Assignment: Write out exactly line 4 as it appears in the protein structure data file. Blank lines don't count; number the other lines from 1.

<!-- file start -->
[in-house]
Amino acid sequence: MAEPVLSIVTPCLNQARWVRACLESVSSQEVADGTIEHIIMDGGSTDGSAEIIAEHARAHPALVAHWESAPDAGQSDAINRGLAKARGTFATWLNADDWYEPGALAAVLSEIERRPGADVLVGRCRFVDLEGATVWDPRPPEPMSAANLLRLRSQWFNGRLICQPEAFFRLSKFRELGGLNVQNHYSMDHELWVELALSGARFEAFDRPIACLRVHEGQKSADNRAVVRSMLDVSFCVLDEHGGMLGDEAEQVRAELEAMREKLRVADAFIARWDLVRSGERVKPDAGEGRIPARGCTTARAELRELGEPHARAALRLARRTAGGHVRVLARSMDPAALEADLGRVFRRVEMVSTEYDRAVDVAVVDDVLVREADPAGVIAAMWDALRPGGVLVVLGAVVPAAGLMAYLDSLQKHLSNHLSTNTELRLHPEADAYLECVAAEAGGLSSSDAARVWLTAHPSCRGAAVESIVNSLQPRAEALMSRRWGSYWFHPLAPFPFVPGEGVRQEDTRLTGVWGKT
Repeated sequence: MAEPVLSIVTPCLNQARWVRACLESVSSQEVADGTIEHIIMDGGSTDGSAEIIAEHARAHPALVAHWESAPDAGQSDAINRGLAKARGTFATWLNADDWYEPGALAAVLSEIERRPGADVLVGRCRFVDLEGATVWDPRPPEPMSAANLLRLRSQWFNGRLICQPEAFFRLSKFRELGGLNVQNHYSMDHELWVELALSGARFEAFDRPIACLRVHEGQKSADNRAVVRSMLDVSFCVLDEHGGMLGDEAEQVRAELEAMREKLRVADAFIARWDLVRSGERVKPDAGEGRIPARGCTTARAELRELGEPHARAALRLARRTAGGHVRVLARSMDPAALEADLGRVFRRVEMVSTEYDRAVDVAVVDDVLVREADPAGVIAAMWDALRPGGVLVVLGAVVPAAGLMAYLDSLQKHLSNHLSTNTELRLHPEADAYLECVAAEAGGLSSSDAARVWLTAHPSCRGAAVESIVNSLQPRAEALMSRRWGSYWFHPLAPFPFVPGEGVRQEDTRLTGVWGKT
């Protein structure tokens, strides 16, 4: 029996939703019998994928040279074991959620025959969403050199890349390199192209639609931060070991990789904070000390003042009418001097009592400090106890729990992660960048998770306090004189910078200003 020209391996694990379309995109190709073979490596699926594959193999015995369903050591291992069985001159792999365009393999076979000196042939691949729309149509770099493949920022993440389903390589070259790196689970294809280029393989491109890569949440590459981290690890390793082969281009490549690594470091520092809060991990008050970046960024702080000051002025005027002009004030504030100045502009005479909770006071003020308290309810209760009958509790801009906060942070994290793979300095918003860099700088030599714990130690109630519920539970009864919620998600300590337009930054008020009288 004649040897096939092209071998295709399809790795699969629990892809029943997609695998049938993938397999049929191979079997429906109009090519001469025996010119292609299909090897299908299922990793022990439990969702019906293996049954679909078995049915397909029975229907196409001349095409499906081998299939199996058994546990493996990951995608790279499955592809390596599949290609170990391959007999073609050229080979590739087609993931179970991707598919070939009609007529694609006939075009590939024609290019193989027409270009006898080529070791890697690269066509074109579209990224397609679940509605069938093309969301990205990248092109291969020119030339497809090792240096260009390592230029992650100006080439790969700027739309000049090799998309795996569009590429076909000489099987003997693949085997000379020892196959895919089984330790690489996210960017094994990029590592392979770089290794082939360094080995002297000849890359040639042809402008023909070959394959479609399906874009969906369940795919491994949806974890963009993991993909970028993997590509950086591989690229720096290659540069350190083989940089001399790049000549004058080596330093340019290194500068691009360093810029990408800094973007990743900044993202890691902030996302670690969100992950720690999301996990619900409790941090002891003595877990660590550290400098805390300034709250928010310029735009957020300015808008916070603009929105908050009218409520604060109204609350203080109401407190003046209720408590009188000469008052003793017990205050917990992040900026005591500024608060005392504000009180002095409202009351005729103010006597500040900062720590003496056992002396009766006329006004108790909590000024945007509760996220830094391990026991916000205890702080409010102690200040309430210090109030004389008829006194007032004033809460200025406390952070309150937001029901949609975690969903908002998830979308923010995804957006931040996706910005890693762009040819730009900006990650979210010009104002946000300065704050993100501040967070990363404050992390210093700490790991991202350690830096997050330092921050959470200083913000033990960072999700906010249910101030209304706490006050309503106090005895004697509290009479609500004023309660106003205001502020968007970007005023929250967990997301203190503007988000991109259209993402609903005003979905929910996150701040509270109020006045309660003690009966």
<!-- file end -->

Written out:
């Protein structure tokens, strides 16, 4: 029996939703019998994928040279074991959620025959969403050199890349390199192209639609931060070991990789904070000390003042009418001097009592400090106890729990992660960048998770306090004189910078200003 020209391996694990379309995109190709073979490596699926594959193999015995369903050591291992069985001159792999365009393999076979000196042939691949729309149509770099493949920022993440389903390589070259790196689970294809280029393989491109890569949440590459981290690890390793082969281009490549690594470091520092809060991990008050970046960024702080000051002025005027002009004030504030100045502009005479909770006071003020308290309810209760009958509790801009906060942070994290793979300095918003860099700088030599714990130690109630519920539970009864919620998600300590337009930054008020009288 004649040897096939092209071998295709399809790795699969629990892809029943997609695998049938993938397999049929191979079997429906109009090519001469025996010119292609299909090897299908299922990793022990439990969702019906293996049954679909078995049915397909029975229907196409001349095409499906081998299939199996058994546990493996990951995608790279499955592809390596599949290609170990391959007999073609050229080979590739087609993931179970991707598919070939009609007529694609006939075009590939024609290019193989027409270009006898080529070791890697690269066509074109579209990224397609679940509605069938093309969301990205990248092109291969020119030339497809090792240096260009390592230029992650100006080439790969700027739309000049090799998309795996569009590429076909000489099987003997693949085997000379020892196959895919089984330790690489996210960017094994990029590592392979770089290794082939360094080995002297000849890359040639042809402008023909070959394959479609399906874009969906369940795919491994949806974890963009993991993909970028993997590509950086591989690229720096290659540069350190083989940089001399790049000549004058080596330093340019290194500068691009360093810029990408800094973007990743900044993202890691902030996302670690969100992950720690999301996990619900409790941090002891003595877990660590550290400098805390300034709250928010310029735009957020300015808008916070603009929105908050009218409520604060109204609350203080109401407190003046209720408590009188000469008052003793017990205050917990992040900026005591500024608060005392504000009180002095409202009351005729103010006597500040900062720590003496056992002396009766006329006004108790909590000024945007509760996220830094391990026991916000205890702080409010102690200040309430210090109030004389008829006194007032004033809460200025406390952070309150937001029901949609975690969903908002998830979308923010995804957006931040996706910005890693762009040819730009900006990650979210010009104002946000300065704050993100501040967070990363404050992390210093700490790991991202350690830096997050330092921050959470200083913000033990960072999700906010249910101030209304706490006050309503106090005895004697509290009479609500004023309660106003205001502020968007970007005023929250967990997301203190503007988000991109259209993402609903005003979905929910996150701040509270109020006045309660003690009966």